HIGH POINT — The people who brought professional baseball to High Point this year are swinging for the fences with the High Point Rockers and BB&T Point. If their plans for the new ballpark and development around it come to fruition, it will be a game-changer for the city.
High Point stepped to the plate about five years ago after planning sessions of its City Council and convention and visitors bureau yielded the same recommendation: The city needed a catalyst for downtown redevelopment. They settled on the idea of building a ballpark and bringing professional baseball to the city.
“The idea wasn’t, ‘We want professional baseball in High Point,’” said Ray Gibbs, executive director of Forward High Point. “It was, ‘What can we do as a catalyst to change the mental state of High Point?’”
Naysayers had talked about the city losing industries and becoming “nothing but a showroom town,” Gibbs said. Oak Hollow Mall “had closed, they said, so High Point can’t support anything. We needed to change that attitude.”
Minor-league baseball was an attractive option because with 70 home dates for the Rockers in the Atlantic League of Professional Baseball, “there’s more opportunities for you to actually have that community gathering, that entertainment venue, that date to do something and go out there,” said Christian Heimall, the club’s assistant general manager.
A steering committee was put together in 2016 and used a grant from the convention and visitors bureau to hire CS&L (Convention Sports & Leisure), a Texas-based consulting company to do a feasibility study on whether High Point could support a baseball team and stadium.
On July 1, 2016, the downtown revitalization organization that became Forward High Point was created and took over the concept.
Forward High Point raised additional money to do a second phase of the feasibility study to identify land and parcels for the ballpark and downtown development.
The organization found its leadoff hitter when it hired Gibbs in September 2016.
Gibbs, who was instrumental in helping Greensboro build a downtown ballpark as president of Downtown Greensboro Inc., started looking at properties in High Point and began to put an ownership group together. The biggest challenge was finding the right place to build the ballpark.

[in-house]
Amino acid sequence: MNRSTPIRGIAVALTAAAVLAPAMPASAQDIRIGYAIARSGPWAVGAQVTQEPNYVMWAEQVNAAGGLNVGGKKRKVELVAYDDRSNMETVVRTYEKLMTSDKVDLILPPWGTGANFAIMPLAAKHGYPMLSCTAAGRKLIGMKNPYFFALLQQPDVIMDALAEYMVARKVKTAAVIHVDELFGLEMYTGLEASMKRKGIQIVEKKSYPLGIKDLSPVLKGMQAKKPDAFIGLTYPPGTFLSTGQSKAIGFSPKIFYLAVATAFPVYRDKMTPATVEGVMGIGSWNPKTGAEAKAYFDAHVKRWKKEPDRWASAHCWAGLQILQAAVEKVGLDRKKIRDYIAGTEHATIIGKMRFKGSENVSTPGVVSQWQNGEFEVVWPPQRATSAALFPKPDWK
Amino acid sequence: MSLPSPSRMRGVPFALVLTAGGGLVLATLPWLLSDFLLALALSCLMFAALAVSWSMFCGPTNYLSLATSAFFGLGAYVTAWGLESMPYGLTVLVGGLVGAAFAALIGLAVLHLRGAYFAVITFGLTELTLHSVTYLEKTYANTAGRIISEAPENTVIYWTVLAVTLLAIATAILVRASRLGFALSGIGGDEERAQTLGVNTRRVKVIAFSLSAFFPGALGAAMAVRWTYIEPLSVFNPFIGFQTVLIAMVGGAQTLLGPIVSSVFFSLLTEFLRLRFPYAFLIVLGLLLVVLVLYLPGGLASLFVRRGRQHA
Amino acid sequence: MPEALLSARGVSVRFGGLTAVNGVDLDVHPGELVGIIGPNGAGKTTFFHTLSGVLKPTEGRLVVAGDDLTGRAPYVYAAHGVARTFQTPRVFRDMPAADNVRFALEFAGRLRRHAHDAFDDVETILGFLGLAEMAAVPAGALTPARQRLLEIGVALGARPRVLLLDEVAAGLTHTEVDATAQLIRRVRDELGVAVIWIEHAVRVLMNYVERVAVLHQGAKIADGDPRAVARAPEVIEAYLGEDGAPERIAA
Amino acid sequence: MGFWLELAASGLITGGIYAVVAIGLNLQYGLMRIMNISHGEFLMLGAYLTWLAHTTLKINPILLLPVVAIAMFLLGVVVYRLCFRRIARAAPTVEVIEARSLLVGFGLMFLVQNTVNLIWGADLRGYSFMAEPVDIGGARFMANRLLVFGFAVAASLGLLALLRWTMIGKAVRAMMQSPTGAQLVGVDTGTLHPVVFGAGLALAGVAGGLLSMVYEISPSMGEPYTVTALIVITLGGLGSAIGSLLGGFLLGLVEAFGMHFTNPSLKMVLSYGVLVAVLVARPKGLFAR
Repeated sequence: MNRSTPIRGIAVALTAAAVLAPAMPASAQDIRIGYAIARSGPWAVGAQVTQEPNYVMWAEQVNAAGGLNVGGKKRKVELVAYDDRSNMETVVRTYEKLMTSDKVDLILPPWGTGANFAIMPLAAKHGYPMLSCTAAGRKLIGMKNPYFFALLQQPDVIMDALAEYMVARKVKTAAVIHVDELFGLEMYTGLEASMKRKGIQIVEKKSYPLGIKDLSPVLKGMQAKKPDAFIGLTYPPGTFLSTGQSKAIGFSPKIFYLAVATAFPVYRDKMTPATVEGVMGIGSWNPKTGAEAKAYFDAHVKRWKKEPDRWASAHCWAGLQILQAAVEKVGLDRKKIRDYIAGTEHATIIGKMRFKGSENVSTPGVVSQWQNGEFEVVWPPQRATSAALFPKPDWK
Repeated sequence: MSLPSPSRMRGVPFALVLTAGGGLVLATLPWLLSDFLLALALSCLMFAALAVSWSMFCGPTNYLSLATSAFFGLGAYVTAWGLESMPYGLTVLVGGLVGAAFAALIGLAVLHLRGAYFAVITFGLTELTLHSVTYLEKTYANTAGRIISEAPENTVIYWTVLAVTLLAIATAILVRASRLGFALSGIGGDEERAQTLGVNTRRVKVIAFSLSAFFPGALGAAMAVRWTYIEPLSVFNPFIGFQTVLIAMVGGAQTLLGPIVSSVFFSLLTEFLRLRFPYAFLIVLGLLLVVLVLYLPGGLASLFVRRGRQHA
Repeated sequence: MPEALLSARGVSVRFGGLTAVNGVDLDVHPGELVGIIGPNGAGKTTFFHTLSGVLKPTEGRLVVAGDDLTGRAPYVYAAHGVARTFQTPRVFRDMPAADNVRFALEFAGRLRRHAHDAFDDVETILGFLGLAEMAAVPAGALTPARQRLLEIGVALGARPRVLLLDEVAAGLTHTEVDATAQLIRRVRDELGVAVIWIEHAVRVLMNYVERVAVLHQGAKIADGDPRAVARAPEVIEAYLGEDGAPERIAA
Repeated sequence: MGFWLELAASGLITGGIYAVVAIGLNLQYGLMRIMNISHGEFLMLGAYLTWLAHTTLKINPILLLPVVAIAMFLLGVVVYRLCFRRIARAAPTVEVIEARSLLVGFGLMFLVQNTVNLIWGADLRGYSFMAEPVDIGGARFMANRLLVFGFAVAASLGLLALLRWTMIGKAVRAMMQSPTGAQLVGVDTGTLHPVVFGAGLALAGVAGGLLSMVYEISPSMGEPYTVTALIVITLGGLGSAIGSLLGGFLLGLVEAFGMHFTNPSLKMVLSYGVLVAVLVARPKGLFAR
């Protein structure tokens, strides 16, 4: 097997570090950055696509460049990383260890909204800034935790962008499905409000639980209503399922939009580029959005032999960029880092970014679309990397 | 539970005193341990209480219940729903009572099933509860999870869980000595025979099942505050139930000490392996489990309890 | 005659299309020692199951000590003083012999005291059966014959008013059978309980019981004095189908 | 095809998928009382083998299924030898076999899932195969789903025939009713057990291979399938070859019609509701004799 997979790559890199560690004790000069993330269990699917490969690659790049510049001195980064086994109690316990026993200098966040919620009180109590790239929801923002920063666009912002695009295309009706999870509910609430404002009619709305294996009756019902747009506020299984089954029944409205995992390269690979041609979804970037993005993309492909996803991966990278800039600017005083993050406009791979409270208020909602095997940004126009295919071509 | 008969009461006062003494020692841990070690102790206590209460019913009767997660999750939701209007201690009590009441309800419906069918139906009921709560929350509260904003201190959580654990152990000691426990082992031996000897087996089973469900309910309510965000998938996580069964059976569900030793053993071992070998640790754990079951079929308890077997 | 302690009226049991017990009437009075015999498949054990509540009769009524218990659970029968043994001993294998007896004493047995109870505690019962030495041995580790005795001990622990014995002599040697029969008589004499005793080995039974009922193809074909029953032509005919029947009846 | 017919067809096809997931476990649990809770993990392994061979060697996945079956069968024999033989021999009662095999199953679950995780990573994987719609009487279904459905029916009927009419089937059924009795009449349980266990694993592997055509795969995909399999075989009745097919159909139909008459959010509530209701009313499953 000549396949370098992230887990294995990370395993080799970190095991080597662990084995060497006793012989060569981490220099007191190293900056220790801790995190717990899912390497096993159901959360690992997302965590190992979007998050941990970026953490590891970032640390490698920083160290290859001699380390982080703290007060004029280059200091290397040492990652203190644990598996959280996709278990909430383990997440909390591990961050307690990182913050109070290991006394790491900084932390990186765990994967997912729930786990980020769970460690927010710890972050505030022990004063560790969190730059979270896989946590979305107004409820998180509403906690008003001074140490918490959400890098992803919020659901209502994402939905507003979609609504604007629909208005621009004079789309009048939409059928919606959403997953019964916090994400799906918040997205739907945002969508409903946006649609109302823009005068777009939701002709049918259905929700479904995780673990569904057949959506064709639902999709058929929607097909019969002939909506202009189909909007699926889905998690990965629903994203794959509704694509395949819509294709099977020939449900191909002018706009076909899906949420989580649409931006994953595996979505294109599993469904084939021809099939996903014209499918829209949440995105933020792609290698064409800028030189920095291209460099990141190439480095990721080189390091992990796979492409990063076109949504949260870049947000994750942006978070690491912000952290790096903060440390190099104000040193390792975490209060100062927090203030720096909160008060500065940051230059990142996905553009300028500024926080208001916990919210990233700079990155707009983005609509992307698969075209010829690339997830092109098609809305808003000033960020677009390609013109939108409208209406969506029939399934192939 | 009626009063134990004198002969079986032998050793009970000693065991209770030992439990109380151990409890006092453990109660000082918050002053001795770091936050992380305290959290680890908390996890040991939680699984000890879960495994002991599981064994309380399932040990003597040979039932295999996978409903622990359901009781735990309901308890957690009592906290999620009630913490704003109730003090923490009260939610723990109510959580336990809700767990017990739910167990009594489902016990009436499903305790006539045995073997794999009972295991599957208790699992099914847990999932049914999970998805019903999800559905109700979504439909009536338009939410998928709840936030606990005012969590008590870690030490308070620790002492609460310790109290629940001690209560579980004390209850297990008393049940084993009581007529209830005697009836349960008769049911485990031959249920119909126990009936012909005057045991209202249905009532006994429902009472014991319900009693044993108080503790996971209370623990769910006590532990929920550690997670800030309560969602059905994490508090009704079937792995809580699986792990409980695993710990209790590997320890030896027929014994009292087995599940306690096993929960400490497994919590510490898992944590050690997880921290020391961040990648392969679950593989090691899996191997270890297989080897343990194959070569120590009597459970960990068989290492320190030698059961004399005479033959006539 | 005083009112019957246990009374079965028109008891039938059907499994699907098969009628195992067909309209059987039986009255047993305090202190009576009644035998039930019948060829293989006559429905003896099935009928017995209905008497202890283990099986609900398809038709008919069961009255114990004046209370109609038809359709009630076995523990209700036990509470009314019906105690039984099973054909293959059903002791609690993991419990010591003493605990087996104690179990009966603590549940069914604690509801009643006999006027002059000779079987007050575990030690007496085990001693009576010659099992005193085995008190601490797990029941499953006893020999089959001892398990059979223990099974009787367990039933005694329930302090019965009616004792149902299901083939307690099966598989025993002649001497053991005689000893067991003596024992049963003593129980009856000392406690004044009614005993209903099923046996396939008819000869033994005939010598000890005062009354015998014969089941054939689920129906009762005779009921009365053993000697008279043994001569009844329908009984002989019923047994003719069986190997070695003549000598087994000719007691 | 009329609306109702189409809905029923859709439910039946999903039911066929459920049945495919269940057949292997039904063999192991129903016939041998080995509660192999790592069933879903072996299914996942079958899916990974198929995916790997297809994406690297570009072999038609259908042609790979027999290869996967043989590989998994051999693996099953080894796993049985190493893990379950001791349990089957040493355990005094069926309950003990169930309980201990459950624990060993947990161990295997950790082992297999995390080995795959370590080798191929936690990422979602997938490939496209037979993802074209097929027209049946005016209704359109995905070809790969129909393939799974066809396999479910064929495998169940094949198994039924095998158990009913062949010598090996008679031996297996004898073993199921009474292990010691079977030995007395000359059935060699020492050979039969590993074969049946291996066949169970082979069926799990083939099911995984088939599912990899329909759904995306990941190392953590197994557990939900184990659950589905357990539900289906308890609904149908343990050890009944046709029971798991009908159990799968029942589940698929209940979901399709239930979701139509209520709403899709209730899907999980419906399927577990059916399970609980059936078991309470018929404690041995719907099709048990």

“None of the sites identified initially had the ability to be a catalyst for redevelopment,” Gibbs said. “The stadium would fit, but there wasn’t enough room for other development adjacent to it.”
Gibbs found the current site for the ballpark and presented it to his board in January 2017. In the next 28 months, Forward High Point acquired close to 30 parcels of land, designed, built and funded a $36 million ballpark and bought and fielded a team.
“I walked in here in September 2016 and my board told me our goal was to have a professional baseball team here playing in April 2019,” Gibbs said. “We don’t have a site. We don’t have a team. We don’t have any money.”
After the Rockers played their first home game May 2, Gibbs said he jokingly told his executive committee: “You’re going to have to fire me because I missed it by two days.”
For Gibbs, there’s a sole reason why professional baseball is now being played in High Point.
“Everybody got behind this, and there’s no way we could have done it otherwise,” he said.
The Rockers will maintain and manage the BB&T Point stadium on a 20-year lease that allows the club to “basically control the events that go on here,” Heimall said.
Now that High Point has a ballpark and professional baseball, what’s next?
Gibbs and Forward High Point have had discussions with United Soccer League officials about placing a franchise in the city. USL teams typically play a 28- to 30-game regular-season schedule. With an artificial turf field and a removable pitching mound, BB&T Point can also be used for football, lacrosse, concerts and even kickball.
“Every Wednesday when the team’s not playing we’re going to put four kickball fields out there somewhere and play kickball and open up our craft beer room and let people enjoy it and have some fun here,” Heimall said.
But it’s not all fun and games for Gibbs and High Point. In some ways, their work is just starting.
As part of a $60 million revitalization plan, they plan on breaking ground this summer on a 55,000-square-foot events center just beyond BB&T Point’s centerfield gates. Later in the summer, a city park will be completed beyond the wall in left field. In right field there will be a condominium and apartment complex as well as a number of restaurants.
“In three or four years we’ll see the finished product,” Heimall said, “but we may not see the actual fruits of that labor for some time when those generations of students who maybe now they’re in middle school or a freshman in high school, decide after graduating college, ‘You know what, I’m going to move back home to High Point because there are so many opportunities.’”